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    Re: Atlases
    From: Dan Allen
    Date: 2004 Jul 19, 17:12 -0700

    In the US the "Rand McNally 2004 Road Atlas: United States, Canada,
    Mexico" has small latitude/longitude marks; the other road atlases
    (AAA, Delorme, etc.) do not.
    One of the best buys in an atlas is to buy the standard Rand McNally
    Road atlas at a Wal-Mart store - for $4.95.  It is the same as the $10-12
    Rand McNalley Road atlas found everywhere else, but Wal-Mart adds a
    small index to their stores and charges half the price.
    Note: online at walmart.com it is $10, but in the stores it is $5.
    -----Original Message-----
    From: Navigation Mailing List
    [mailto:NAVIGATION-L@LISTSERV.WEBKAHUNA.COM]On Behalf Of George Huxtable
    Sent: Monday, July 19, 2004 4:59 PM
    Subject: Re: Nevil Maskelyne.
    Peter Fogg said-
     One problem with closely
    >settled places like this is that they may have lots of local roads (indeed
    >entire villages with their churches
    >hiding outside the place) that are just not shown on the national map that
    >has been carefully acquired. Its
    >a problem I've also found just on the other side of the Channel. With the
    >GPS the local roads and laneways
    >can be tackled with some confidence if the bearing and distance to target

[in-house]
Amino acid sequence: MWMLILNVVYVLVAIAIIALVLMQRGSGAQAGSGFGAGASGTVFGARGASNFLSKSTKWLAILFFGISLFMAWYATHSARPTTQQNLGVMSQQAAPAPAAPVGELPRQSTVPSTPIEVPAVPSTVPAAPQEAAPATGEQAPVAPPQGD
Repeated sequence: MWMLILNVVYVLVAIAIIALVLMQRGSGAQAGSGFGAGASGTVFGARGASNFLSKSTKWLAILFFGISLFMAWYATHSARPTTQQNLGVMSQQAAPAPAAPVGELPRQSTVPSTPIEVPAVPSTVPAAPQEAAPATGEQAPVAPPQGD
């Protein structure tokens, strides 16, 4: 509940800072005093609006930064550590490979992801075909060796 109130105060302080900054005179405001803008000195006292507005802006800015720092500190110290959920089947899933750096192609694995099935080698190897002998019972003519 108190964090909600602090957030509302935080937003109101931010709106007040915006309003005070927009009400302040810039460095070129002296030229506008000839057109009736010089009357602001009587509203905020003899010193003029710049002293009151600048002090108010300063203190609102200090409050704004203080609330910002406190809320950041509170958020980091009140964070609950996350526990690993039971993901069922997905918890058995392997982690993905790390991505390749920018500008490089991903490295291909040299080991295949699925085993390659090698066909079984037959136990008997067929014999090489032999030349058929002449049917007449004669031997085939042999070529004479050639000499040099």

>are known, although some tracks
    >may turn out to be dead-ends.
    >Go very carefully down those narrow lanes. The locals have a terrible
    >habit of driving far too fast along
    >them. And on the wrong side of the road.
    He must have met me...
    My guess is that Peter must be discussing travel in France. To drive in
    France, what's needed is the 1:200,000 Michelin Motoring Atlas, not a
    "national map". There aren't many villages or churches missing from that!
    Similarly, to drive in Britain what's needed is a 1:250,000 road atlas
    (about 4 miles to the inch).
    The trouble with many road atlases is in their gridding. In many cases, the
    grid markings relate only to each map-page and are unrelated to the
    gridding of adjacent map-pages and bear no relation to a national
    coordinate system or to latitude or longitude or WGS84. So there's no way
    to relate them to coordinates taken from a GPS receiver.
    With some receivers, you can select display in National Grid coordinates,
    which if it includes Britain would mean OSGB36 (Ordnance Survey of Great
    Britain 1936). You can buy a Road Atlas produced by the Ordnance Survey
    (it's a bit more expensive than the others, as you might expect) which is
    to National Grid, as are some of the Atlases marked "AA" (automobile
    association) but not others. I know of none marked with lat and long.
    Local map sheets; "Serie Bleu" in France, 1:50,000 series in Britain, do
    carry lat and long tick-marks around the edge, but widely spaced, so
    they're not very useful.
    contact George Huxtable by email at george@huxtable.u-net.com, by phone at
    01865 820222 (from outside UK, +44 1865 820222), or by mail at 1 Sandy
    Lane, Southmoor, Abingdon, Oxon OX13 5HX, UK.

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